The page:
When people talk novelties in the Porsche 911 range, the 992.2 mid-cycle revamp coming later this year is probably the most popular topic. However, despite the massively satisfying November 2022 introduction of the lifted 911 Dakar, the still-reigning 992.1 family has one more asphalt devil to deliver. That would be the Porsche 911 ST, a Neunelfer that could hardly be more desirable.
If you ask the Germans, they’ll tell you the ST is set to become the next piece in the Porsche Heritage Design puzzle, following the Sport Classic introduced last year. As such, the designation of the upcoming road car is borrowed from a lightweight 911 built to race in the early 1970s.
However, if we look past pedigree and focus on what these rare, modern Porschas have to offer, the Sport Classic can be summarized as a RWD 911 Turbo with a seven-speed manual, which is brilliant.
Essentially, Porsche is diving into its parts bin for these specials, not just picking some of the best bits, but also offering mixes that are otherwise forbidden, at least if you want to keep your car stock (yes, there are conversion kits out there).
The 992 Porsche 911 ST is essentially a manual 911 GT3 RS Touring
In reality, the 911 ST will be more of a 911 GT3 RS with a manual, the kind of combo we haven’t received in a decade. You see, two generations ago when the rear-engined sports car was in its 997 days, you could have the Bugatti challenger that is the Turbo, as well as the sharper, more track-friendly GT3 and GT3 RS N/A derivatives with a stick shift.
However, as with most performance offerings on the market, the spreading of massively capable dual-clutch transmissions meant that go-fast machines with three pedals became a niche within a niche, so most of them were dropped.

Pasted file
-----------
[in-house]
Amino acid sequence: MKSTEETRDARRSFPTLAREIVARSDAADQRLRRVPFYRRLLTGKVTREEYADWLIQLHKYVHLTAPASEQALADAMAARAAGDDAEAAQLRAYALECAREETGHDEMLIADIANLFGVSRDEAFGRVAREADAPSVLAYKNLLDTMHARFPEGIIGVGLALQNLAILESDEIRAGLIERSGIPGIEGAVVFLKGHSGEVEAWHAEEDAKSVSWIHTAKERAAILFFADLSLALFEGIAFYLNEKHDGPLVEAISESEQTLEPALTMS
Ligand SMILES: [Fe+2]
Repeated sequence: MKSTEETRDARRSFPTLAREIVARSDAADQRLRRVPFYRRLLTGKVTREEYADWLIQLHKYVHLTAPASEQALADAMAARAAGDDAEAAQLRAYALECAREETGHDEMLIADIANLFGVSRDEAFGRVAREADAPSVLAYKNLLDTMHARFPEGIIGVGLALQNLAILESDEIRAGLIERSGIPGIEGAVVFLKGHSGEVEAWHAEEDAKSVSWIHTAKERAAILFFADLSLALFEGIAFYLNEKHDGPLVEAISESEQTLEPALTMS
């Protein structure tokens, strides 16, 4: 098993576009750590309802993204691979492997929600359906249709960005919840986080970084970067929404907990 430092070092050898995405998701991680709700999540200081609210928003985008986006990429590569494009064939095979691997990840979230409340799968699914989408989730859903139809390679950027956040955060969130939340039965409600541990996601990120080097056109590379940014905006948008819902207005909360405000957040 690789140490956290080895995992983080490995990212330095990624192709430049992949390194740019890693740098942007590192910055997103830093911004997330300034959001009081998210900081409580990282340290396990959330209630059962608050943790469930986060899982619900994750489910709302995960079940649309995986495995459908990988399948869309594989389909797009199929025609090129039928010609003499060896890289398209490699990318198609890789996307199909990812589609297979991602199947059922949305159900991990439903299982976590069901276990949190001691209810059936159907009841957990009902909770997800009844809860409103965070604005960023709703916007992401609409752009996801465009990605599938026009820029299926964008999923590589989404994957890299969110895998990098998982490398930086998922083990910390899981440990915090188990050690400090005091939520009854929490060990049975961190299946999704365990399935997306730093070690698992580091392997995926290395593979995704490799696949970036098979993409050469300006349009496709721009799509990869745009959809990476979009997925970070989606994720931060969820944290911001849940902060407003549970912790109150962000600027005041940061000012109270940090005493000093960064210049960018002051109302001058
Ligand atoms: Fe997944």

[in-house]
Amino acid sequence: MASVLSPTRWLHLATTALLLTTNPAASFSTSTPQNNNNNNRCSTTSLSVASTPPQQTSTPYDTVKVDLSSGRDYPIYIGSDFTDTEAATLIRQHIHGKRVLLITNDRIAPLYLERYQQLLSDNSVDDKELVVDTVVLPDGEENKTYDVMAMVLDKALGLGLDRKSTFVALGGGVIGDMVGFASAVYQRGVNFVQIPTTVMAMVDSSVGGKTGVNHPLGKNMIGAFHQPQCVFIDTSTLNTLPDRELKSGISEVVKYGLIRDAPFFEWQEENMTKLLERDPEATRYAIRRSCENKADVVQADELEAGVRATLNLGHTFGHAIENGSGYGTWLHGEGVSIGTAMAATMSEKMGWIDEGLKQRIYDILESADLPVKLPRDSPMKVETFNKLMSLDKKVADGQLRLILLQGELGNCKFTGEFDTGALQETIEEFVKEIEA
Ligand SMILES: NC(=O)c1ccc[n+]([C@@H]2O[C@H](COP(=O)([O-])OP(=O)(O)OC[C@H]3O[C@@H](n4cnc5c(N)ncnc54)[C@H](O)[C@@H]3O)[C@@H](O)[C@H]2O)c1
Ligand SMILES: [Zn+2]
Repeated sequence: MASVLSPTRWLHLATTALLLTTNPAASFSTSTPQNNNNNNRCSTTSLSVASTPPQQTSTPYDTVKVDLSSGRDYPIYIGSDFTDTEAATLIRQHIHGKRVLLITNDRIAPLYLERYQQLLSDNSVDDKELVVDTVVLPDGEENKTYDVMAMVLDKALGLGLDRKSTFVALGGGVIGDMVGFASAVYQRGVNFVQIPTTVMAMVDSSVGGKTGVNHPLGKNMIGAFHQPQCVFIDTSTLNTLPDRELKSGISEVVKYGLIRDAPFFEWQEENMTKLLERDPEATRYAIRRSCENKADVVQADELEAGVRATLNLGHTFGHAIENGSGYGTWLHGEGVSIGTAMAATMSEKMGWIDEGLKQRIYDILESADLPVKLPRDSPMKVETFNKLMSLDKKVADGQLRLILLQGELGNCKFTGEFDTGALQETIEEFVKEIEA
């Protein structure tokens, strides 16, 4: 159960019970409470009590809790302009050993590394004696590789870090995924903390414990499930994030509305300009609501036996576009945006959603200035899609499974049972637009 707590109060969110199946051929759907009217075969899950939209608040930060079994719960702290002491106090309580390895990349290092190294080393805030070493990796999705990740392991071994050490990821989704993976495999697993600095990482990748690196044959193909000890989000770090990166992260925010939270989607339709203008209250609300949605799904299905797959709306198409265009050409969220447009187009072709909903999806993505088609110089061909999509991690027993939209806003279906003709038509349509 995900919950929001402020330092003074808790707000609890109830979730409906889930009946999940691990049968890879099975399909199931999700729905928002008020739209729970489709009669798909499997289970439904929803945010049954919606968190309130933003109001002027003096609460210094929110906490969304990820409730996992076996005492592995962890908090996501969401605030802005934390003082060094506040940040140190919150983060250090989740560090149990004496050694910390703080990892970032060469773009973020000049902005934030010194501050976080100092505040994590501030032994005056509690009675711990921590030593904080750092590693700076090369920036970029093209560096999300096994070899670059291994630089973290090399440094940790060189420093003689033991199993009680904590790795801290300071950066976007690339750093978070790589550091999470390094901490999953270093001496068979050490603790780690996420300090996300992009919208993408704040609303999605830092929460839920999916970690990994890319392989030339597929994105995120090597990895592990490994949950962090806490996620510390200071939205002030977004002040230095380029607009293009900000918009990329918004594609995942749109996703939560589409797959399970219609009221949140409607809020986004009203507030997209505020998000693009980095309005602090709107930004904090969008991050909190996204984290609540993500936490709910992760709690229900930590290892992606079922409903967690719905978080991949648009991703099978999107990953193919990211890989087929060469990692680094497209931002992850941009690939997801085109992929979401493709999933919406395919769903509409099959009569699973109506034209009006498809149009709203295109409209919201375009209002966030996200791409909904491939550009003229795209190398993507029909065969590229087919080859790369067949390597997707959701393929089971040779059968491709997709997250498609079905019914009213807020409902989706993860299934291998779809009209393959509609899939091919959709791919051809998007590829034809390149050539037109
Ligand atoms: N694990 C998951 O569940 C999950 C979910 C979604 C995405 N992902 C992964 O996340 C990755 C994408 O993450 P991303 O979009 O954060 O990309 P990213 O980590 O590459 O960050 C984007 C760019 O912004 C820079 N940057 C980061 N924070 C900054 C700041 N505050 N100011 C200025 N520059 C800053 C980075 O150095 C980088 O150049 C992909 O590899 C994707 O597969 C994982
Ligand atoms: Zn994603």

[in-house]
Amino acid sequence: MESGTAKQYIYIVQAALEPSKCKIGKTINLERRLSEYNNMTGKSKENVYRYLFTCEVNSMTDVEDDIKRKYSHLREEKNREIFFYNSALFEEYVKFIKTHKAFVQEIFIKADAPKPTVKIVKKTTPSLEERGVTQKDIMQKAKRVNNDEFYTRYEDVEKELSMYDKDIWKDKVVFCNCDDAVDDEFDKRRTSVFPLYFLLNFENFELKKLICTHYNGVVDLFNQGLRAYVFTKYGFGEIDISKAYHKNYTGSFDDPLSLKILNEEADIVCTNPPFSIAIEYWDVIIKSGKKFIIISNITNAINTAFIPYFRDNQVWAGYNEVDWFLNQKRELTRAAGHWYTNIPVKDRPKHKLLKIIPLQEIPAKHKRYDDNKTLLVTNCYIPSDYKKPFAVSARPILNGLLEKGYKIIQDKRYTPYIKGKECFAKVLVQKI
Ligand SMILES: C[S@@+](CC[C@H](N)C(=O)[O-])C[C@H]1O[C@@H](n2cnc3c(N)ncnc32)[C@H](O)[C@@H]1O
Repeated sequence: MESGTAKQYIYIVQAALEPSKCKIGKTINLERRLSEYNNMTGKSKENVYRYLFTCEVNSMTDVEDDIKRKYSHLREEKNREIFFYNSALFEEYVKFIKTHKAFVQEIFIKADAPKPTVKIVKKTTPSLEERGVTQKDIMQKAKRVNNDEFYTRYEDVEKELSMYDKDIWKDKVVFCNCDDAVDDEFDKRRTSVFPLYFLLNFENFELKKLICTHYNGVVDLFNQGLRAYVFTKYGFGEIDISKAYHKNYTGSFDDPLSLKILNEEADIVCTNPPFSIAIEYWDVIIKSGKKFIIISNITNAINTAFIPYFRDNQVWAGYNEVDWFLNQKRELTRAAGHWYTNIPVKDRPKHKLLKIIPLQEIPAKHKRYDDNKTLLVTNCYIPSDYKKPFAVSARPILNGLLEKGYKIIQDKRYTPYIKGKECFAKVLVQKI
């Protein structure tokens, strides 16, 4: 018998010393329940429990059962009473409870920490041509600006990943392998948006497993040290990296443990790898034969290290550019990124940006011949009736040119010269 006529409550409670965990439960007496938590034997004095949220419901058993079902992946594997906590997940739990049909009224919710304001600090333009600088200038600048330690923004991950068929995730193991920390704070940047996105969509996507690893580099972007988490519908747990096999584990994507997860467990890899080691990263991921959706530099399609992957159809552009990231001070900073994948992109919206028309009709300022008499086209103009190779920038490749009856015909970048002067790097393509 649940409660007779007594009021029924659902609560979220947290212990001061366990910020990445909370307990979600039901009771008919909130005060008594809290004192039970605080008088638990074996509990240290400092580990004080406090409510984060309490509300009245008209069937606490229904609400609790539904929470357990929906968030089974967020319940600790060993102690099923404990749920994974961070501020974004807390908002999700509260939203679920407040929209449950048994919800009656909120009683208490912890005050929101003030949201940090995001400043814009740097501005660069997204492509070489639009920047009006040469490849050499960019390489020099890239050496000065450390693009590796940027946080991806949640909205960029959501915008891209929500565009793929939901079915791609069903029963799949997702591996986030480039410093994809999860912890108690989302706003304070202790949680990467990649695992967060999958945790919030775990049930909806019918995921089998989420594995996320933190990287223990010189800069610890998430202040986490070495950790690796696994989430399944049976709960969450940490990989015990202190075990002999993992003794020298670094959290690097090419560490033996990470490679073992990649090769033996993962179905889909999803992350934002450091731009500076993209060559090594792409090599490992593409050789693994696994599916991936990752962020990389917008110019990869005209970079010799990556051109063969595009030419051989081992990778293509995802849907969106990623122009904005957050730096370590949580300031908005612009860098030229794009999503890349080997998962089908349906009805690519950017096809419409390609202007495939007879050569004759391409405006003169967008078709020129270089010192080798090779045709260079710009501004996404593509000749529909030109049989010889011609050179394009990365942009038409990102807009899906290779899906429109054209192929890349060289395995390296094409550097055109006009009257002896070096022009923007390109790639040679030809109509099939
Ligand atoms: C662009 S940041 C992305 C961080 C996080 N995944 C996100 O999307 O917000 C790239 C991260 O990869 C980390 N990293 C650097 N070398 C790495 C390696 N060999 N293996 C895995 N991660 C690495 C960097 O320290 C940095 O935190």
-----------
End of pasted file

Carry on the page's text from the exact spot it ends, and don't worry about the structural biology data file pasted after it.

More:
For the ex-gen 991, Porsche initially removed the stick shift option from the Turbo, GT3 and GT3 RS. However, during the final days of the 991.1, the company introduced the 911 R, essentially a stick shift-only GT3 with a shaved rear wing—the active unit borrowed from the base Carrera was still there, but the fixed aero piece of the GT3 had disappeared. With only 991 units built, speculators went crazy, pushing prices from the $184,900 MSRP to well beyond $500,000.
Porsche replied by reintroducing the manual option on the revamped 991.2 GT3, along with a stick-only Touring Package that (you guessed it) removed the fixed wing. And while 911R values are still rising today, the plan worked, as there were other, more affordable ways of enjoying that magic formula.
The automaker got the message and kept the six-speed manual, along with the Touring Package alive for the present 992.1 GT3, even allowing customers to spec the Touring with a dual-clutch PDK (total freedom, baby!).
Nevertheless, we never got our manual GT3 RS back, despite this having been a fan favorite for the 997. Heck, it was even the only transmission choice for the reverred 911 GT3 RS 4.0 last hurrah.
So, while you can only buy the 992 GT3 RS with a PDK and a massive wing—Porsche quotes the stopwatch dedication as the obstacle for offering a manual and/or a clean posterior—the 911 ST will change all that.
911 ST specs
Sure, this is not perfect, as the six-speed ST will be a limited edition with a bonkers price. But the sheer idea of enjoying GT3 RS goodies like the 518 hp 4.0L (up from 500 hp in the GT3, but you can feel it) and the double-bubble roof while rowing your own is enough to get us excited.
Of course, you’ll still be able to tell an ST apart from the standard Carrera and not just thanks to that roof. That’s because the special will mix and match multiple parts from the GT3 (vented hood, center-lock wheels) and GT3 RS (CFRP doors, front wings—minus the top vents—and others).
Pricing and production run for the 992 911 ST
Back in 1970 and 1971, Porsche built 24 units of the OG 911 ST. However, we’re expecting the modern version to be closer to the 911 Sport Classic, of which 1,250 units are being built for a price of $274,000.
The 992 Porsche 911 GT is set to debut in the coming months. Meanwhile, you can listen to its high-revving, atmospheric growl in the Car Spy Media video below, which sees the rear-engined coupe being pushed hard on the Nurburgring.